But, I am still a dog at heart. When I pick up a scent and see something tasty to chase, I have a hard time letting up. Where I'd gnawed on the bottle for so long, I’m now trying to run down and catch as much stillness between my teeth as I can.


So I write about these things too.


What I imagine my father’s childhood was like. Who my other insane relatives were. I put all of my insecurities, nightmares, fears and traumatic experiences on the page, and have penned countless letters to the broken woman who died in front of me a day and a half before the old man.


I wonder what dreams she left unrealized.


I ask about her family.


I see and hear her knee burst open beneath the weight of that trailer.


I apologize for not having been able to help in any way.


When I crack open caskets with the keyboard, I listen to the same song on repeat, because it helps me trick my mind into thinking there’s a soothing someone at my side, urging me to keep giving life to the dead within this context; to walk on the embers until they cool. I take breaks to pace around my sister’s kitchen island, ball myself into a fist, then open back up, and sit down until the release is complete.

After these exercises, breathing through the slideshows or transcribing them onto the page, I’m able to have a day. And I step lightly instead of stomp.

The birds are louder, I feel wet grass beneath my feet, and I’m more awake and alive when my dog is at my side. We hike or hit the river, and he runs down rabbits in the sagebrush with a bloodlust that’s somehow endearing.


When I’m writing for this site or for fun, the words come easy. There’s a nonstop deluge of ideas that makes me feel electrified. I draw doodles, draft notes, and discuss the future with established editors, while stepping into a flow state that tastes better than the very best bourbon.


At the chinese restaurant, I roast the 12-year-old who runs the register


You don’t even know how to drive a car, BUH-ROH!


And take his counter attack with a smile and belly laugh


I can learn to drive, but your hair will never grow back.


He daps me up, then I take my Moo Shu Beef to go.


Early morning coffee on my sister’s deck, walking amongst aspens in the throes of color change, communion with folks in the midst of their own struggles, and spirited debates with friends, in which I insist there’s not a single, legitimate slice of pizza to be found anywhere in The Rockies.

And best of all, both strangers and friends have stopped me on the street in this little town. They give fist bumps, high fives and hugs.


“Dirt Lot is siiiiiiiiicck.


“Your words have made me cry so many times.”


“I’ll never call [NAME REDACTED] anything but ‘The Rasta Goldfish’ again. Your shit’s hilarious.”


“Keep doing what you’re doing, cause it’s doin’ something to us.”


The written word stays stagnant on the page, but proper writing brings movement and momentum to both reader and writer. Though I lost sight of it for a time, these interactions remind me of what the goal has been from the jump: impact.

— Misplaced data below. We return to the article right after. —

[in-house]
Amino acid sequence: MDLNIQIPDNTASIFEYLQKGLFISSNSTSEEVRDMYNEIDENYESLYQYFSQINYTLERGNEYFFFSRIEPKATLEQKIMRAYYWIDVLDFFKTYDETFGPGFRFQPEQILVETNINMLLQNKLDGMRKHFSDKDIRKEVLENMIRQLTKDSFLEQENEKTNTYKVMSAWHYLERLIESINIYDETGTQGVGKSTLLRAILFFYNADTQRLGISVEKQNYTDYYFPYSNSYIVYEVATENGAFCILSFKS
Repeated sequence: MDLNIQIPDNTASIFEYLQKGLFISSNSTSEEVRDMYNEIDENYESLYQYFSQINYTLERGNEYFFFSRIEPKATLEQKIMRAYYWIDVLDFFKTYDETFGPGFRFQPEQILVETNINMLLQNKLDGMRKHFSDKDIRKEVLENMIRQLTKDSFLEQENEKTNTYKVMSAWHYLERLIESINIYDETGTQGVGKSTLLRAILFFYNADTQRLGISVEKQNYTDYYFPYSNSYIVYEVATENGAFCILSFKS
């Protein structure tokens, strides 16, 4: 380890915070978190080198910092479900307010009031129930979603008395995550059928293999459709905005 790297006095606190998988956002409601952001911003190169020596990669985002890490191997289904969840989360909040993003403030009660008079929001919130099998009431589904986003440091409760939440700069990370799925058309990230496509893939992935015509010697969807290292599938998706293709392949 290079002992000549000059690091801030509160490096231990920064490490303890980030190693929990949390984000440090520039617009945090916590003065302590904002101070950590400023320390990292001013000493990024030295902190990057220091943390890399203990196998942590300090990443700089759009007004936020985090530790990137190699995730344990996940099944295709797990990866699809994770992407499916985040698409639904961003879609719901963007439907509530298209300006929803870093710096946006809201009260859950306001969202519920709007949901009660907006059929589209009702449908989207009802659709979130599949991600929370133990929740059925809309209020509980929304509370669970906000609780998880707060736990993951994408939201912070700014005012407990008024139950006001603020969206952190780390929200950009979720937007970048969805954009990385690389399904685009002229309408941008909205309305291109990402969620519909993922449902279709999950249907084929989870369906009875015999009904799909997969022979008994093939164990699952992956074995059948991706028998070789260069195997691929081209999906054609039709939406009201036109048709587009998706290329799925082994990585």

I’d been flooding my engine with fear for so long, slamming the throttle to the floor in an attempt to get out from beneath the next shoe before it inevitably dropped. It always dropped, right on my skull, not because it was some predetermined destiny, but because I had inadvertently set the stage for it at the start of each day. I had become so comfortable anticipating the next letdown, that I was incapable of digesting joy, believing that when it showed itself, it had to be too good to be true.


I saw something recently that said, “whatever makes itself manifest as a consequence of the truth, is the best possible reality that could be manifest, even if you can’t see it.” I try to think of that when I publish something new, when I puke everything out of my heart and mind onto the page, and see the idea confirmed in interactions on the street and emails in my inbox.

Early in the summer, after an evening of beating my liver and sinuses into submission, my best friend woke to find me already attacking the morning, staining shelving that I’d built the previous afternoon, and almost done before the day had really even begun.


You’re a machine…


I’ve held onto that memory through this entire healing process, and reminded myself that machines can be programmed to perform whatever task most suits the operator.


And so, there’s been a rewiring, a reset and a remembering, of what I want and who I’m supposed to be.


I allow my inner child to take the controls– the chubby kid with the mushroom cut and belly, who saw the world as limitless, loved to tell grand stories, and was dead set on mass producing smiles. With his guidance, I’m on the road to a life elastic, rather than rigid.

With sobriety, has come surrender. And though it may seem counterintuitive, with surrender, certainty. A belief in a positive outcome, and knowing of what and who I want in my life. I know where I’m going, how I’ll get there, and who’s going to be along for the ride.


Surfboards and sand. Culture, music, markets and mountains within driving distance.

Dinner parties with friends, fiends and the funniest of freaks–the main course being something I’ve hoisted from the sea– glasses clinking, livers wincing, a collective laugh and sigh. Stories that move, hands that hold, and an office with a library that has one of those weird old ladders on wheels.